(1) To evaluate and compare the classification performance of Wavelet-Fourier analysis (WFA), Fast-Fourier analysis (FFA), and the standard GDx-variable corneal compensator (VCC) output in identifying glaucomatous eyes from a mixed group of healthy and glaucomatous eyes with atypical retardation pattern (ARP). (2) To investigate if classification performance improves when only the superior and inferior quadrants are used for WFA and FFA. (3) To evaluate the classification performance as a function of severity of ARP.Methods.
Retinal nerve fiber layer (RNFL) estimates were obtained from 445 eyes of 240 individuals. On the basis of typical scan score (TSS), 348 eyes had typical retardation pattern (TRP) and 97 had ARP (78% TRP and 22% ARP). The classification performance of WFA and FFA classifiers was tested using three different ways: (1) Classifiers were trained on the TRP data, and tested on ARP data. (2) Classifiers were trained on TRP and 90% ARP data using 10-fold cross validation technique and tested on ARP data (10%). (3) Classifiers were trained and tested using the ARP data using 10-fold cross validation technique. Sensitivity, specificity, and Receiver Operating Characteristic Curve (ROC) areas were calculated. The classification performance was also assessed for the standard parameters of GDx-VCC.Results.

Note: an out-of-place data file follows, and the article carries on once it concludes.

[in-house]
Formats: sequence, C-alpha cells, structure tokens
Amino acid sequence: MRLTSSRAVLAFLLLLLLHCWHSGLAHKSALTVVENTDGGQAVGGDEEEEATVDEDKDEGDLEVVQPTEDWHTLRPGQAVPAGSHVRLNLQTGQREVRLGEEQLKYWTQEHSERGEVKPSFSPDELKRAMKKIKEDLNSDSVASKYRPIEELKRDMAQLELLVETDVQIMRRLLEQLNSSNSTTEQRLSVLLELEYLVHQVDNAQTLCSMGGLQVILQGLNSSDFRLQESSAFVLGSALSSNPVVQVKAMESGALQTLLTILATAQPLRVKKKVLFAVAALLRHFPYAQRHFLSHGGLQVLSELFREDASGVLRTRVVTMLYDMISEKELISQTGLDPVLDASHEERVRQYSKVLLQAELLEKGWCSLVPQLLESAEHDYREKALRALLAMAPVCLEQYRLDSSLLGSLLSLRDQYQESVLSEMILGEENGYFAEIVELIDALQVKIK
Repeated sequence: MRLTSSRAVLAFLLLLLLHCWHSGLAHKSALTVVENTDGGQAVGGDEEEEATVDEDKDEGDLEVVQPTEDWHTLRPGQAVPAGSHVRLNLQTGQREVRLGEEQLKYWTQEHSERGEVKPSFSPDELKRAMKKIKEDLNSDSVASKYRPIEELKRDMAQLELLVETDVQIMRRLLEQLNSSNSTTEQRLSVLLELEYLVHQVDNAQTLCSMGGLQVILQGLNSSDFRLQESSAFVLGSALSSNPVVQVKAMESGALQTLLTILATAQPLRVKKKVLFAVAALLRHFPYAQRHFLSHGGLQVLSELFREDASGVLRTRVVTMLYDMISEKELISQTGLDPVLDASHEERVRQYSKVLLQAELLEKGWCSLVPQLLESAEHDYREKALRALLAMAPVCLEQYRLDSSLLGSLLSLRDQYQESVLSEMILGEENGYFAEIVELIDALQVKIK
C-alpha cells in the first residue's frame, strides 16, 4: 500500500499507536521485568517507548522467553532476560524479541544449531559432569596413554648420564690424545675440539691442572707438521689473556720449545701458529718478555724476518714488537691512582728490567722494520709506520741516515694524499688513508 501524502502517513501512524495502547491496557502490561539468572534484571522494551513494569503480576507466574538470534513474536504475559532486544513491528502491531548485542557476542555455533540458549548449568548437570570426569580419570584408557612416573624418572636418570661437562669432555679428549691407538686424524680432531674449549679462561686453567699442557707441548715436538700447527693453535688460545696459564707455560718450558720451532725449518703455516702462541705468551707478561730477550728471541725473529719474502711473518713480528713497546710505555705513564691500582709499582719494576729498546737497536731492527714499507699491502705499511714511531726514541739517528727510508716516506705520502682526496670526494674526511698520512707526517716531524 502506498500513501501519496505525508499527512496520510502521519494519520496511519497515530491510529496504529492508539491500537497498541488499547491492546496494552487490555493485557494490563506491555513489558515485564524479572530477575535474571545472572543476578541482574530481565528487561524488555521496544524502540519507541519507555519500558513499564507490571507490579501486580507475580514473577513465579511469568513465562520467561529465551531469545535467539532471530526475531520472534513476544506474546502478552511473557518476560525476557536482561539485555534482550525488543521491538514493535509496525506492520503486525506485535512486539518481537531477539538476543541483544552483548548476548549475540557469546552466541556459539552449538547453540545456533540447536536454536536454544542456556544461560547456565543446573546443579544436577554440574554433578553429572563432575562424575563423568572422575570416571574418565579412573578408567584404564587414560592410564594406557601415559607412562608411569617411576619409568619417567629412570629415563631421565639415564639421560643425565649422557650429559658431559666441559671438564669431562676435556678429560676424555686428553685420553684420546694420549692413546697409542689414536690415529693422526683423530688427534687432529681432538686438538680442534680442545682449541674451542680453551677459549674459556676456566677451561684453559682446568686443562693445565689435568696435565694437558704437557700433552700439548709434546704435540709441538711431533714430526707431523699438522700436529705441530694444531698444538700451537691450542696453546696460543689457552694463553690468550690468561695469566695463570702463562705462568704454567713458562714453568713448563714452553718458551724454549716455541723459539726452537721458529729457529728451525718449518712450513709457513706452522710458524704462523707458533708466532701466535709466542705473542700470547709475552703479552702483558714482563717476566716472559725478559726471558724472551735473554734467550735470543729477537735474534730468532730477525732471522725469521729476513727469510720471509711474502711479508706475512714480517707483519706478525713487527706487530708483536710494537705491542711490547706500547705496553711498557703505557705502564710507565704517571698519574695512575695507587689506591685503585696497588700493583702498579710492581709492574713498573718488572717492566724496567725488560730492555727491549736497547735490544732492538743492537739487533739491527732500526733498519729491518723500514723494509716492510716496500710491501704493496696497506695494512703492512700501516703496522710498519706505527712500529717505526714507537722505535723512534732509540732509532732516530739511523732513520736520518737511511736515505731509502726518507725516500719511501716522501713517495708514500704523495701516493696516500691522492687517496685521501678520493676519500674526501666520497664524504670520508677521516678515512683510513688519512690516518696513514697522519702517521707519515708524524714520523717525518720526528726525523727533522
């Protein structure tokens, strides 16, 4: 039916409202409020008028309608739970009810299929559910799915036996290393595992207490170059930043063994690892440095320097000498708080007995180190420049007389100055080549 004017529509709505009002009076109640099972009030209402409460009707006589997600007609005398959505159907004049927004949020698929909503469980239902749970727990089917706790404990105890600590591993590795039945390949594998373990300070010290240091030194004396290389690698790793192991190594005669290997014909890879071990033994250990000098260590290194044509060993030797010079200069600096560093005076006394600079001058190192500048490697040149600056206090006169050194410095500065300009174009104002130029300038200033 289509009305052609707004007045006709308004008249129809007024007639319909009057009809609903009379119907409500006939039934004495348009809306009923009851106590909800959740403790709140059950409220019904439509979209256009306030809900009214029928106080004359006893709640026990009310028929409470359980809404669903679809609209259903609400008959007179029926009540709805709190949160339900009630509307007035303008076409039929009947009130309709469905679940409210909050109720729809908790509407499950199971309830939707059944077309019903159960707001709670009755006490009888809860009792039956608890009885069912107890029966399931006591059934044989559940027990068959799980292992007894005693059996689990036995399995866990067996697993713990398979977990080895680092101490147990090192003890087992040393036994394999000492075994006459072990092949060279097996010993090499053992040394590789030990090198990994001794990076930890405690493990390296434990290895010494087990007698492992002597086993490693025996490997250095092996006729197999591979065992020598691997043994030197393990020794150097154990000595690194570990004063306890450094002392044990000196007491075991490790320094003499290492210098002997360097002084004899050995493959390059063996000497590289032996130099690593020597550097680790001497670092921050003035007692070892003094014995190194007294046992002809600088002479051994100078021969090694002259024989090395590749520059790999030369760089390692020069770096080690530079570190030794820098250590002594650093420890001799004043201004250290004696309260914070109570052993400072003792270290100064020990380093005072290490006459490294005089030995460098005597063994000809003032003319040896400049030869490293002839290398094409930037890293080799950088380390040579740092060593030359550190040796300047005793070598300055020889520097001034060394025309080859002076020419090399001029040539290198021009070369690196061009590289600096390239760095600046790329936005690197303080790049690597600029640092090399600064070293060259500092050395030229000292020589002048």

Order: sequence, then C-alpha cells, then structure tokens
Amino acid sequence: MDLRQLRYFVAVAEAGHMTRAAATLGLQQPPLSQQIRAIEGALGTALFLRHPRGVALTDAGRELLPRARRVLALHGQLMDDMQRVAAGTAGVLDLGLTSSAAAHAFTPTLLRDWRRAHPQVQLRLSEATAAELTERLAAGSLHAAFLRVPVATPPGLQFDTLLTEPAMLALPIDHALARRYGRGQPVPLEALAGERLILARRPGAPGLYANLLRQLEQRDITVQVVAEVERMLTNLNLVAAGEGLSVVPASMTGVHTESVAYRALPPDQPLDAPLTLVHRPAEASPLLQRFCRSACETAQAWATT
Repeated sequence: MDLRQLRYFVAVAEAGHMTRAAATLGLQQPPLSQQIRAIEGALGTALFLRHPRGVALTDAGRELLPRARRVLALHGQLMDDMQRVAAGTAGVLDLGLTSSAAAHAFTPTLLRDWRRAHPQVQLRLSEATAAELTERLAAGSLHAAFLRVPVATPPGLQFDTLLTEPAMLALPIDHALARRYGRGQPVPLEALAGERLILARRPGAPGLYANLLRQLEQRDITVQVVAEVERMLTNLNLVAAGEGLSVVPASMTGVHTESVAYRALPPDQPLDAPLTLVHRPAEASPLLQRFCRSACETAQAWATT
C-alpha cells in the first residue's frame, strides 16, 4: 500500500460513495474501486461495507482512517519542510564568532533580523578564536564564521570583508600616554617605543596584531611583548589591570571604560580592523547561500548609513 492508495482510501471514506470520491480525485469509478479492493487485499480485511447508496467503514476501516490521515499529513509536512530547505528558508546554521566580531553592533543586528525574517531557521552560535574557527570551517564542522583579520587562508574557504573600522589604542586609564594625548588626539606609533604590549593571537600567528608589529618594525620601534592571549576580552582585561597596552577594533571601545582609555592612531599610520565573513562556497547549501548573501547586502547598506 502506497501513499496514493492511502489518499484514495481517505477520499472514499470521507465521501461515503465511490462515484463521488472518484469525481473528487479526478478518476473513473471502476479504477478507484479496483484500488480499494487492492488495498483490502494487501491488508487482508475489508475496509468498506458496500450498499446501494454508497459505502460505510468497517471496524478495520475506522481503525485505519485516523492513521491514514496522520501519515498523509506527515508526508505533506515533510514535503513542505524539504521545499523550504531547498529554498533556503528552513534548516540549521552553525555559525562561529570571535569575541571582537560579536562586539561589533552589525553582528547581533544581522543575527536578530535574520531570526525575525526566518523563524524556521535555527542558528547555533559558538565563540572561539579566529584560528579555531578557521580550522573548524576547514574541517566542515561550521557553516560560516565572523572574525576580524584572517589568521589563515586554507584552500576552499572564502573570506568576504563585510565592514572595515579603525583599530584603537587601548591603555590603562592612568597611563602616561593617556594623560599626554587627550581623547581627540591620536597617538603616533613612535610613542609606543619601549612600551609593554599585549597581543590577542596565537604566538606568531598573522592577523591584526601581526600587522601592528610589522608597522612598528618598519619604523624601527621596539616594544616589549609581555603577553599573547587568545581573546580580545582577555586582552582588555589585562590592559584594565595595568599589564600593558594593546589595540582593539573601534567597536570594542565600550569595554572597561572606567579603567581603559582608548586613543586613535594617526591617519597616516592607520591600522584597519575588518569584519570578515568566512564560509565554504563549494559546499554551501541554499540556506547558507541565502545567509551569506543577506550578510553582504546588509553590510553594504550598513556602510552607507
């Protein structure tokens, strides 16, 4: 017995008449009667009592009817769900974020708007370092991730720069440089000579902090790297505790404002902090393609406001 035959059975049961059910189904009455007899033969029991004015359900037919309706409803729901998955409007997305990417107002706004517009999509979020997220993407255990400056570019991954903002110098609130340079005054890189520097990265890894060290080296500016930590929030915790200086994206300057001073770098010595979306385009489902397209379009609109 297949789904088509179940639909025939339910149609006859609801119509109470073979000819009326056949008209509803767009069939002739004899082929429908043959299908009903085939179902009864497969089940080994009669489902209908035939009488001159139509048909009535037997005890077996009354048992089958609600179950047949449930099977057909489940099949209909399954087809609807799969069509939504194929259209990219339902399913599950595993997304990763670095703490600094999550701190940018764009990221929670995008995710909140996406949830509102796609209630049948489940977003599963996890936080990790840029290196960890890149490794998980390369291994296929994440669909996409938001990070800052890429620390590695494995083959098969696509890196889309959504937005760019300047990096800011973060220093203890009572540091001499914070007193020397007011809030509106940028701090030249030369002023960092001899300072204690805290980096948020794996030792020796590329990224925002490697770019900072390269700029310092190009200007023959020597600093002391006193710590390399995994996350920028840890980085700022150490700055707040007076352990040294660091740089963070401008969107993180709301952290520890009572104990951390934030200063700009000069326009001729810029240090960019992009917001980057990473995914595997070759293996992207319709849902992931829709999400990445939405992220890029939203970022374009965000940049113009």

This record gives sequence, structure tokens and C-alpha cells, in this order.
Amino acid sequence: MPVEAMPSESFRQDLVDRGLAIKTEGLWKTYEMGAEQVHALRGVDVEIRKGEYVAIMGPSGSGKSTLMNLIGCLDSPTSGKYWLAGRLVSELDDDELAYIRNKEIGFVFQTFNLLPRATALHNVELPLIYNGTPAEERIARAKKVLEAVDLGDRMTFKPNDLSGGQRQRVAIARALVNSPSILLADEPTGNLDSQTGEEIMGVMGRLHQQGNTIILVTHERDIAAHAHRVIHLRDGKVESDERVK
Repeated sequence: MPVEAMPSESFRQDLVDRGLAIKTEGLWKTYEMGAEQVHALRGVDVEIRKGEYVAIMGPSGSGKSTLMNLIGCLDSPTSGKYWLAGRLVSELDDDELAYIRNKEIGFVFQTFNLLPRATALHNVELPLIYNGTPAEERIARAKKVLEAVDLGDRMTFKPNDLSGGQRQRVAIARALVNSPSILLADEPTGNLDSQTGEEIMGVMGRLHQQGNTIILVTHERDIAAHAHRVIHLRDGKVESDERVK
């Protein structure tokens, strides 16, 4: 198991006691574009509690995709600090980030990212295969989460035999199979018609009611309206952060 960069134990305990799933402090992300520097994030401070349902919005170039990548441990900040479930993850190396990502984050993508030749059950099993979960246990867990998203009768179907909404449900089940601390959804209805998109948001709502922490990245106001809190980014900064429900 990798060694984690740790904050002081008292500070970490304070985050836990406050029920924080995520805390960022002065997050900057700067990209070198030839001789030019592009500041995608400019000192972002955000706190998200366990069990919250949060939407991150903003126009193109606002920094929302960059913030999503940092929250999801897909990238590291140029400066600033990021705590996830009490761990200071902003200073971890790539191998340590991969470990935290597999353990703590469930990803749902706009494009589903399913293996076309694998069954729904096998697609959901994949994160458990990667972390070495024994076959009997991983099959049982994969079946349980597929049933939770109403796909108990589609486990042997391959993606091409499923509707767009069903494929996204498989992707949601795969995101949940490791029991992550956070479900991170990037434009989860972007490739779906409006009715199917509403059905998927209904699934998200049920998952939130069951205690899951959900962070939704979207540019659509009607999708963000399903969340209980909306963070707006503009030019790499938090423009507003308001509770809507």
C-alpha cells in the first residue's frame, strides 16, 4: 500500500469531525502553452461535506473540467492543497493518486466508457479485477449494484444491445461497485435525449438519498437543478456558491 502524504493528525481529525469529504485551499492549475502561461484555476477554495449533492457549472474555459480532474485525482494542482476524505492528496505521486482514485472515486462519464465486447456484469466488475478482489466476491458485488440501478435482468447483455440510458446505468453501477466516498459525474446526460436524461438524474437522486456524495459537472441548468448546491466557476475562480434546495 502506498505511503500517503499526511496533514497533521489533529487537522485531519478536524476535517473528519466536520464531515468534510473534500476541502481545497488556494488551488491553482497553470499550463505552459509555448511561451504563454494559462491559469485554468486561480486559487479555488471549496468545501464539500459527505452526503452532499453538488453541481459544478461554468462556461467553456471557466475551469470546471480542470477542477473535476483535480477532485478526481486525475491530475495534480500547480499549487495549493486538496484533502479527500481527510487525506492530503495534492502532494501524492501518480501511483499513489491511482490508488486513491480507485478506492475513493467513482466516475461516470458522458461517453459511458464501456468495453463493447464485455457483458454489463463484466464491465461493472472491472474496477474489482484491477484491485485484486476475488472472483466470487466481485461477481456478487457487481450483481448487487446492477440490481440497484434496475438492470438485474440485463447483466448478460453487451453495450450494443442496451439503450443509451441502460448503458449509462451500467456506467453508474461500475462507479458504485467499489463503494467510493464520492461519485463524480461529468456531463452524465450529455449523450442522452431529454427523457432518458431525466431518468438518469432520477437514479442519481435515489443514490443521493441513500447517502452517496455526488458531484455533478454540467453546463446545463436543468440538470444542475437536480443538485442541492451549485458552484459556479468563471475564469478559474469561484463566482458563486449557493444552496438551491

Of the standard GDx-VCC parameters, the nerve fiber indicator (NFI) had the highest ROC area (0.80). Of the shape-based analyses, WFA and FFA of the complete temporal, superior, nasal, inferior, and temporal curve had the highest ROC area (0.85 and 0.82, respectively). The difference in the ROC areas did not reach the statistically significant level (p = 0.07). On eyes with severe ARP (TSS < 60) all metrics performed similarly, but in case of moderate ARP (TSS 60 to 79), the ROC area of WFA and FFA were both greater than that of NFI (the difference was 9% and 7%, respectively).Conclusion.
Although the WFA and FFA classification performance was greater than NFI as assessed by ROC area the difference was not statistically significant.